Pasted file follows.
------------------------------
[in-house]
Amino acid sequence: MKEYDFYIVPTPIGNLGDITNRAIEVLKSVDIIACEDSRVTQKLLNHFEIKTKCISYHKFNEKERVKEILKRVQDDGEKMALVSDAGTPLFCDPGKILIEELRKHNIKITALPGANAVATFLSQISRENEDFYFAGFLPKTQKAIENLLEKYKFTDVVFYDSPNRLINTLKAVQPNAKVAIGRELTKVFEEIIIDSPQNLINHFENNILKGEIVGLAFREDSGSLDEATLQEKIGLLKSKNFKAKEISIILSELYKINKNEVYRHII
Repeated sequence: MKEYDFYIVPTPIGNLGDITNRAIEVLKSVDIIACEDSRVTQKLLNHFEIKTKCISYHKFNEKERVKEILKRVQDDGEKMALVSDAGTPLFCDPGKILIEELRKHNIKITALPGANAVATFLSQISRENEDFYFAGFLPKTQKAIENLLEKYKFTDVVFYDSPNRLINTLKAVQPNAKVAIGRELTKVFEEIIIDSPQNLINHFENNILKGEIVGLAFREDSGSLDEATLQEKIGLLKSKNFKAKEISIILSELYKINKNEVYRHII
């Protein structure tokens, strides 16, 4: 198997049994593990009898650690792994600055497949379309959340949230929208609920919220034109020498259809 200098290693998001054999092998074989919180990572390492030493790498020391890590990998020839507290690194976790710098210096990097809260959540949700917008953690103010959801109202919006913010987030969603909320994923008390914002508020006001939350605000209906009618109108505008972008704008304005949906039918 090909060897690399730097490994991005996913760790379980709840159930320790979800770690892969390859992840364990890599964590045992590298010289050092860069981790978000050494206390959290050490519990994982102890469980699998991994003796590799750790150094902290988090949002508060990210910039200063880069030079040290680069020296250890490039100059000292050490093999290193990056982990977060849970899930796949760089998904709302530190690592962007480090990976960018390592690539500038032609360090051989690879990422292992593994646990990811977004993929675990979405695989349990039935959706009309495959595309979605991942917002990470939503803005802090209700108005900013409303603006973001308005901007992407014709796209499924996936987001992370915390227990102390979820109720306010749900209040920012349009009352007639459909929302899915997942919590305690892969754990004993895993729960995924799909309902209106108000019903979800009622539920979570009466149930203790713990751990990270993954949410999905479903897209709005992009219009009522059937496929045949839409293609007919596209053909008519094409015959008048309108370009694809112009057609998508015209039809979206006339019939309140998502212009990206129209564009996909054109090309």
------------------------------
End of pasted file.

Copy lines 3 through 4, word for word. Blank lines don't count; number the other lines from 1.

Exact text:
Repeated sequence: MKEYDFYIVPTPIGNLGDITNRAIEVLKSVDIIACEDSRVTQKLLNHFEIKTKCISYHKFNEKERVKEILKRVQDDGEKMALVSDAGTPLFCDPGKILIEELRKHNIKITALPGANAVATFLSQISRENEDFYFAGFLPKTQKAIENLLEKYKFTDVVFYDSPNRLINTLKAVQPNAKVAIGRELTKVFEEIIIDSPQNLINHFENNILKGEIVGLAFREDSGSLDEATLQEKIGLLKSKNFKAKEISIILSELYKINKNEVYRHII
């Protein structure tokens, strides 16, 4: 198997049994593990009898650690792994600055497949379309959340949230929208609920919220034109020498259809 200098290693998001054999092998074989919180990572390492030493790498020391890590990998020839507290690194976790710098210096990097809260959540949700917008953690103010959801109202919006913010987030969603909320994923008390914002508020006001939350605000209906009618109108505008972008704008304005949906039918 090909060897690399730097490994991005996913760790379980709840159930320790979800770690892969390859992840364990890599964590045992590298010289050092860069981790978000050494206390959290050490519990994982102890469980699998991994003796590799750790150094902290988090949002508060990210910039200063880069030079040290680069020296250890490039100059000292050490093999290193990056982990977060849970899930796949760089998904709302530190690592962007480090990976960018390592690539500038032609360090051989690879990422292992593994646990990811977004993929675990979405695989349990039935959706009309495959595309979605991942917002990470939503803005802090209700108005900013409303603006973001308005901007992407014709796209499924996936987001992370915390227990102390979820109720306010749900209040920012349009009352007639459909929302899915997942919590305690892969754990004993895993729960995924799909309902209106108000019903979800009622539920979570009466149930203790713990751990990270993954949410999905479903897209709005992009219009009522059937496929045949839409293609007919596209053909008519094409015959008048309108370009694809112009057609998508015209039809979206006339019939309140998502212009990206129209564009996909054109090309």